"Do you see me? I am falling out of a blue sky where my days were as dancers in a maze, sure-footed and smiling . . .
Then a pair of taxis went head to head in a distant country so suddenly I didn’t see the difference but it was a wide white threshold. When I couldn’t thread a needle, when I could no longer see the faces of my children or trim their nails, when the colour of money disappeared (and I bare-headed in the midday sun) then falling began and I cried out against it. . .
. . .There is a way, I said, but this is only the first gate. I give what is left of the light of my eyes, I have fallen out of a clear sky. "
from Michele Leggott's poetry collection As Far as I can See (AUP 1999. )
Leggott is the first NZ Poet Laureate (before that they were called Te Mata Laureates). She has a blue tekoteko to prove it. She is rapidly losing her eyesight to the condition called retinitis pigmentosa but she continues to write and to rage.
Her poetry is a visceral rush or a feather falling, it's the 'ear' in heart and the gaps between words where people fall. If you'd only gone to her presentation at the Auckland Writers Festival, and nothing else, you'd have still left satisfied. When Leggott talks you can feel poems in the air whispering, screaming, laughing, there for the plucking. She has to print them out in extra large font now and reads standing. There is still nothing to prepare the listener for the shock of the poem quoted at the start of this post. That final line: 'I have fallen out of a clear sky.'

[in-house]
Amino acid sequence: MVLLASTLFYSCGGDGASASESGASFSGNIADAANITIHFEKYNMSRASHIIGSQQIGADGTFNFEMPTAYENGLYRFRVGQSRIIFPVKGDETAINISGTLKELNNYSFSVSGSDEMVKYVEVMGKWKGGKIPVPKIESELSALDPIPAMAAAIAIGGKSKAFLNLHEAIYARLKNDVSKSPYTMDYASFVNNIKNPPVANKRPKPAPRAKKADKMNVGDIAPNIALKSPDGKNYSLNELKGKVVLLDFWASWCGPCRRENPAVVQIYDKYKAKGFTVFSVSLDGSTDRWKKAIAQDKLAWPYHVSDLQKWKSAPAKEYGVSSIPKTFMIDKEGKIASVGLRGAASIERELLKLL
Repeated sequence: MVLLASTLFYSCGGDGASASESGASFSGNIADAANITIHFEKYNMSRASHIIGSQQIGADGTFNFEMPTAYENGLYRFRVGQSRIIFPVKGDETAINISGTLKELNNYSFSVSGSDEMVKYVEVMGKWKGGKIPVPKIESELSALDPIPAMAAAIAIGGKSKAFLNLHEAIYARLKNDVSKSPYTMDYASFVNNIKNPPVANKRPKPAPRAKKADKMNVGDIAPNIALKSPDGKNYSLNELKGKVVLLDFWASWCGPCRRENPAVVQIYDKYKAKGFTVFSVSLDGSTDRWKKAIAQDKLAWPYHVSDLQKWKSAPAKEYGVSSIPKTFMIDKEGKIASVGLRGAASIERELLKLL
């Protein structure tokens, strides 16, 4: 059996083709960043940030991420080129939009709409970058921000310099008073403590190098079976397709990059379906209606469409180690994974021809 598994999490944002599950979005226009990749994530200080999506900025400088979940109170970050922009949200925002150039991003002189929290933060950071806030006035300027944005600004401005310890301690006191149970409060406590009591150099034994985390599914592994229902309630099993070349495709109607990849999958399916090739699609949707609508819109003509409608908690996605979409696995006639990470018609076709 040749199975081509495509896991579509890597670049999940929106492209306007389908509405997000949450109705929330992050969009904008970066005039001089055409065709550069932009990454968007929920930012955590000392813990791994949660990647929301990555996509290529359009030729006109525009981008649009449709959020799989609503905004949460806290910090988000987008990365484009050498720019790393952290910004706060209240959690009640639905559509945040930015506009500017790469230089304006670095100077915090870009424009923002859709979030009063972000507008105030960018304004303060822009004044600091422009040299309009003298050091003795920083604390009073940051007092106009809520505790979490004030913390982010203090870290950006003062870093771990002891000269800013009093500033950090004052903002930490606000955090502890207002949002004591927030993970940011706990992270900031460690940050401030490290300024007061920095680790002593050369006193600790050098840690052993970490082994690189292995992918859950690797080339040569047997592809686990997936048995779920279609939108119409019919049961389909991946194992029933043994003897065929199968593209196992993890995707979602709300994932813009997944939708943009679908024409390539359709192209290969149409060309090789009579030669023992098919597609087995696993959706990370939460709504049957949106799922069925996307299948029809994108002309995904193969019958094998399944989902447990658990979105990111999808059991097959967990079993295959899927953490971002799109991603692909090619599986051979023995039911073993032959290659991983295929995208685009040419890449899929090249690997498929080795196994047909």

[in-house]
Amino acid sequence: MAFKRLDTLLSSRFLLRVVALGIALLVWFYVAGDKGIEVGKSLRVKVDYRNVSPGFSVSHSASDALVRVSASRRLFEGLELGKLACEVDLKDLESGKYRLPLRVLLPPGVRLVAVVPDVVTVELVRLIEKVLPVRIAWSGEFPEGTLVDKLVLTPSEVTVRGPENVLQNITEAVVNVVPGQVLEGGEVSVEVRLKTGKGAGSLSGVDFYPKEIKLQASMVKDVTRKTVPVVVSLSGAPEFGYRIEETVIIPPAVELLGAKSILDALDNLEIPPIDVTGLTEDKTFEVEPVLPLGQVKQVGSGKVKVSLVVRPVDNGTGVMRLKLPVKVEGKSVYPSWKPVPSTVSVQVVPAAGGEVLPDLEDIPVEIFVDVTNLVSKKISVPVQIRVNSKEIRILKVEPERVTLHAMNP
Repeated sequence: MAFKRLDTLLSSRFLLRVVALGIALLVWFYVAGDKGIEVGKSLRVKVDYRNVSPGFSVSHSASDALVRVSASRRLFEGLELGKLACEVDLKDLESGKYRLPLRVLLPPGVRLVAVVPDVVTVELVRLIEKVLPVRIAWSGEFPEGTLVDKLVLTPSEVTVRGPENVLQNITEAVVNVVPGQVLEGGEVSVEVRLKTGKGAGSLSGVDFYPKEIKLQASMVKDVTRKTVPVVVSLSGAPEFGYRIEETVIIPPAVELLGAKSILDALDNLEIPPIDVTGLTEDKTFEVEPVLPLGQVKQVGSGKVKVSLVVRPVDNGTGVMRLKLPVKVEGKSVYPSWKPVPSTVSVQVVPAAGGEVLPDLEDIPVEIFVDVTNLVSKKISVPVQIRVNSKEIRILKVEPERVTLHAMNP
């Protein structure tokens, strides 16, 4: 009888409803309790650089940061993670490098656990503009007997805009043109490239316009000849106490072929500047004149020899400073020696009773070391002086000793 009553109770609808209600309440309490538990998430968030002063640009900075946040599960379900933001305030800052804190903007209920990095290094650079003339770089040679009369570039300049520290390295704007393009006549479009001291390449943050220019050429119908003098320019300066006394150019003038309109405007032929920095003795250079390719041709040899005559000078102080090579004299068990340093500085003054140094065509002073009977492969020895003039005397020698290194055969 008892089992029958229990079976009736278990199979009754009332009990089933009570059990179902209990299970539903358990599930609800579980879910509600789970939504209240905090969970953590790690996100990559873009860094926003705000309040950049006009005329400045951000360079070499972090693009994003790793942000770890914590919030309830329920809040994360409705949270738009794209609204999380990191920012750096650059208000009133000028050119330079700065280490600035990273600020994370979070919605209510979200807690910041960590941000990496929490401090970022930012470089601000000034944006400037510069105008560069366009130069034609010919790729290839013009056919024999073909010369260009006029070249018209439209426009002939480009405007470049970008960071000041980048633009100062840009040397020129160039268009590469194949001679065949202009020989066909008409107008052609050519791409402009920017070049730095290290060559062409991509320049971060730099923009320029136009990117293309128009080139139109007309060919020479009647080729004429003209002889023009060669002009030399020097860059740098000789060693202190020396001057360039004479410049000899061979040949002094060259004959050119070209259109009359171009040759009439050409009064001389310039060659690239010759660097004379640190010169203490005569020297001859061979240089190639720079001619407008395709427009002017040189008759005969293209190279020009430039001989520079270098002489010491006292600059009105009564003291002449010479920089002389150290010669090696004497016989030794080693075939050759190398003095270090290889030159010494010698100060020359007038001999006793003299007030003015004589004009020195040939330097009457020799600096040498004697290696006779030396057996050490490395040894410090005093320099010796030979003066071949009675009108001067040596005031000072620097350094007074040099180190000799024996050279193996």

Audacious? Leggott invented the word. She's written poems that have circumnavigated an art gallery, turned in circles, been tucked into boxes and pop-up books. With her sight dimming she's turning to a more digital mode of expression. Now her words can actually move. On the Auckland stage she showed us a heart box she'd made years before with a felt heart inside it: heartfelt.
And pictured here a piece she made for Valentine's Day once with, she said, all that needed to be said about love: 'Every bravery coming stars love's heartfelt red.' For more on her try Poet Andrew Johnston's Landfall review and the Poet Laureate website where Leggott talks about her projects and the Auckland festival.
And here's one of those digital poems.
I have owned Leggott's collection Milk & Honey for a while now, I bought As Far as I can See in Auckland. I try and read it every day to be reminded of the excitement and energy and courage of words.